|Description: A paper doll with clothes. There is a 'Bonnie Bobbs' doll with blond curls (a); an evening dress with a wide skirt (b); a yellow suit (c ); a green cloak (d); a white dress that has a tiered skirt (e); and a headband full of roses (f). They were cut from Pictorial Review magazine. |
Paper dolls often reflect the history and culture of the given society from which they are produced. Although paper dolls existed in differing forms for hundreds of years across various cultures, the first manufactured doll was "Little Fanny" made in London in 1810. These manufactured dolls were rare and often expensive and therefore highly valued, especially for American children who received imported dolls after the 1820s. 'Celebrity' dolls, like those imitating European royalty and later movie stars, were also popular at the time. After 1859, paper dolls were also printed in magazines, which grew increasingly popular after 1900. The 'Golden Age' of paper dolls was from 1930 - 1950, as their relatively inexpensive cost meant that they were affordable, even to those families affected by economic hardship. Rose O'Neill coined the word "Kewpish," meaning "cute," and created her dear little cherubs called Kewpies, first as story pages and then as paper dolls. Introduced in Woman's Home Companion in 1912, they enjoyed huge popularity, remaining perhaps the most widely recognized of the antique paper dolls today. For more information, see: http://www.opdag.com/History.html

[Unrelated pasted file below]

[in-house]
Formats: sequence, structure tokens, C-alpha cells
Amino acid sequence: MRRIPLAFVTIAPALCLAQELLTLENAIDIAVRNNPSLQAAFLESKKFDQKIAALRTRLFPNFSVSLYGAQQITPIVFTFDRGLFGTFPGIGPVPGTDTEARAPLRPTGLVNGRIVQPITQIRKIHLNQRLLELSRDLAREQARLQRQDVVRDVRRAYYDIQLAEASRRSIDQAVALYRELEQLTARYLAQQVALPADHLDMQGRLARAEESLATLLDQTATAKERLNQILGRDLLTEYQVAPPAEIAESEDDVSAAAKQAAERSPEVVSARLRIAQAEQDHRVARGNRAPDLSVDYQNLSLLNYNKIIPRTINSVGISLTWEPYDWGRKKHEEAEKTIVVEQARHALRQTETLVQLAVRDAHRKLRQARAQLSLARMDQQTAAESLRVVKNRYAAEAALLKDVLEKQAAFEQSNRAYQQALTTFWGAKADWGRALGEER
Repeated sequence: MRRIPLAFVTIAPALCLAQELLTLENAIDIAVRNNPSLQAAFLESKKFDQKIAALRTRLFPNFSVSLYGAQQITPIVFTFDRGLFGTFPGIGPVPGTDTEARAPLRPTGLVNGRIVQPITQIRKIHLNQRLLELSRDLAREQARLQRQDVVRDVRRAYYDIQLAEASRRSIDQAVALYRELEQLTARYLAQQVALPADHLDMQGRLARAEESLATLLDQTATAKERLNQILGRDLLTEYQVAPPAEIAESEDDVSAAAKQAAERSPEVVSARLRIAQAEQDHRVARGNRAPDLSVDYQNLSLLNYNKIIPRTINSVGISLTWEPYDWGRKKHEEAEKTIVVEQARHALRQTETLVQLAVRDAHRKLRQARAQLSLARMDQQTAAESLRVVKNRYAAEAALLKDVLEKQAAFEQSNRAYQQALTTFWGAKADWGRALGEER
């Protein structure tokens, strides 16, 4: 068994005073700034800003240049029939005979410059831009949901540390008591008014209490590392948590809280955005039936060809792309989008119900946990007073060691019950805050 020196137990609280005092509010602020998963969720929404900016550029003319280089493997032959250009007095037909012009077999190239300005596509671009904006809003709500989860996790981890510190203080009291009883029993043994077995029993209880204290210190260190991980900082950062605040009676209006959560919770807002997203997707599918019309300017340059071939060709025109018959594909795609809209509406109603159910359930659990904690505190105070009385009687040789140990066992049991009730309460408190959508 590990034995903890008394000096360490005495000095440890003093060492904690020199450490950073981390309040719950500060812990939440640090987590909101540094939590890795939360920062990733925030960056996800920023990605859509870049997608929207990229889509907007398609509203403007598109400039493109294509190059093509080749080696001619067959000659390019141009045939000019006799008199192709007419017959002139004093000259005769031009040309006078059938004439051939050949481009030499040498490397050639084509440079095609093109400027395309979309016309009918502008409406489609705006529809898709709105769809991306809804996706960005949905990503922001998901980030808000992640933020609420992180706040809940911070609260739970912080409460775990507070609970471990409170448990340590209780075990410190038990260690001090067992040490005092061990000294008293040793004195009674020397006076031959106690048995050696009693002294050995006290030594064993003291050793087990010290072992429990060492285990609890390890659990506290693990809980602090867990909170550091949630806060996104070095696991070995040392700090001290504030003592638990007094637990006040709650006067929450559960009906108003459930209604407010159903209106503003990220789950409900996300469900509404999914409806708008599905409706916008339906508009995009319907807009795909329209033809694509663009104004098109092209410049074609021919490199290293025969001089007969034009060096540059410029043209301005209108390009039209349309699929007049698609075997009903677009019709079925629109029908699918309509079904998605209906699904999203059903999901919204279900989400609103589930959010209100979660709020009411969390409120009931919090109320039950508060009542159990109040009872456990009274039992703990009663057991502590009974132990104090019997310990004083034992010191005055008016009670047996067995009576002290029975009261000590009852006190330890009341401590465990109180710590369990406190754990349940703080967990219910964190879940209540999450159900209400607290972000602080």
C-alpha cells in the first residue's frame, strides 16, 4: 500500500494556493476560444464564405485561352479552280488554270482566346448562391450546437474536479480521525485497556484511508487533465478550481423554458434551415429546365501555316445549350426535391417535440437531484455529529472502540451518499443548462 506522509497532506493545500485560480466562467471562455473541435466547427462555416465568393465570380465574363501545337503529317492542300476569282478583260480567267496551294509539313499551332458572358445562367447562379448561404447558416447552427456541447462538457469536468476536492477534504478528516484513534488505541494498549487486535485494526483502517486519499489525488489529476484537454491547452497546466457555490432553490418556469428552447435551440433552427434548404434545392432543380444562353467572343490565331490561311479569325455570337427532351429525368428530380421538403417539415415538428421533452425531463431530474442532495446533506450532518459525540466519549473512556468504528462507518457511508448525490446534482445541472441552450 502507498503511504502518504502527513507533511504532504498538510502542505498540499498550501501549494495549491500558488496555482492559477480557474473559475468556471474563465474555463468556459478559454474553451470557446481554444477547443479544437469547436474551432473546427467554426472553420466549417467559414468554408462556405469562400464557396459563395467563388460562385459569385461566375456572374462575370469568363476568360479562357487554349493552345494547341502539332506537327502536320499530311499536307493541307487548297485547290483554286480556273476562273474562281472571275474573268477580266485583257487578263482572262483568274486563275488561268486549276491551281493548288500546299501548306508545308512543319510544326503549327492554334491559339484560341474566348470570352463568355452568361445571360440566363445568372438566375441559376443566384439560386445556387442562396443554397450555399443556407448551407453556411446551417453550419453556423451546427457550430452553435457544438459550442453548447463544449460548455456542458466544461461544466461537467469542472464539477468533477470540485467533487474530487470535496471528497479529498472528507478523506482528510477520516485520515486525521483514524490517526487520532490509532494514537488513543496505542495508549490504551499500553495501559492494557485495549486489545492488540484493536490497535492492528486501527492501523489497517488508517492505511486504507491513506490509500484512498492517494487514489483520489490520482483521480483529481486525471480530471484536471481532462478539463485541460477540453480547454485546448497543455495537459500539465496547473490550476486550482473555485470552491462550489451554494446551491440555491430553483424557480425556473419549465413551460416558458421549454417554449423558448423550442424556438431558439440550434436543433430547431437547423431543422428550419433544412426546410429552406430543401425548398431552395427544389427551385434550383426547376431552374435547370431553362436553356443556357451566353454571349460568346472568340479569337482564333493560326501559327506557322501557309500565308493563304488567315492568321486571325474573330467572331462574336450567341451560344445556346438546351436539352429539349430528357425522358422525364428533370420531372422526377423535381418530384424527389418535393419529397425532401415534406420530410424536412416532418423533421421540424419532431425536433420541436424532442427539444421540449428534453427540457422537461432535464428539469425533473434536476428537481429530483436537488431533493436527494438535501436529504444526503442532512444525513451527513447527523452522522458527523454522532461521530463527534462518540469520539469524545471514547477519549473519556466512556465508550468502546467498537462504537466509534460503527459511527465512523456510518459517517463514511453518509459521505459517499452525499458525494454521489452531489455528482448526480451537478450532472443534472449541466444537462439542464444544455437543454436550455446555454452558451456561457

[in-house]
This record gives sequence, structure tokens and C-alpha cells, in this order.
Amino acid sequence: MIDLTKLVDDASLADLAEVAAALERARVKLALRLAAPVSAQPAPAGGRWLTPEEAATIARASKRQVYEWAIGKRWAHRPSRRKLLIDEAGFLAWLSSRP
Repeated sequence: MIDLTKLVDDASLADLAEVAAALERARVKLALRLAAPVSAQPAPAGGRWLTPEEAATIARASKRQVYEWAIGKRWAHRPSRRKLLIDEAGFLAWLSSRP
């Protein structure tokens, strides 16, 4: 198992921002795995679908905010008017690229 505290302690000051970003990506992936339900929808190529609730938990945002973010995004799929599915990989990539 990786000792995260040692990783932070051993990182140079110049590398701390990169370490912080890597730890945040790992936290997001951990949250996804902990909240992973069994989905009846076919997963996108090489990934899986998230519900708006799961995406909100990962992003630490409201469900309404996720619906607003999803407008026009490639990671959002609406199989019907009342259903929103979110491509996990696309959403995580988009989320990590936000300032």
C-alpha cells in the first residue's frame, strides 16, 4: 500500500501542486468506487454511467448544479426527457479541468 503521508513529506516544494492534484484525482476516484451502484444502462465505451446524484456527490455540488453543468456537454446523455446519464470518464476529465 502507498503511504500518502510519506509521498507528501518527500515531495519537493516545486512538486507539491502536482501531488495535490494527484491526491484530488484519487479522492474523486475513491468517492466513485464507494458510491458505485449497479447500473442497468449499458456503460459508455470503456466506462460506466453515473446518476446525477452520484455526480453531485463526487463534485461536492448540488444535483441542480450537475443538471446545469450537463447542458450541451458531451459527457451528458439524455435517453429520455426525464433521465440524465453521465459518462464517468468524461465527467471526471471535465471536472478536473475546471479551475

This doll is Betty Bobbs elder sister Bonnie from Pictorial Review May 1925. The art is by Orpha Klinker. The original set also includes a pair of lacy pink pyjamas with lace head piece and a head band with a bow.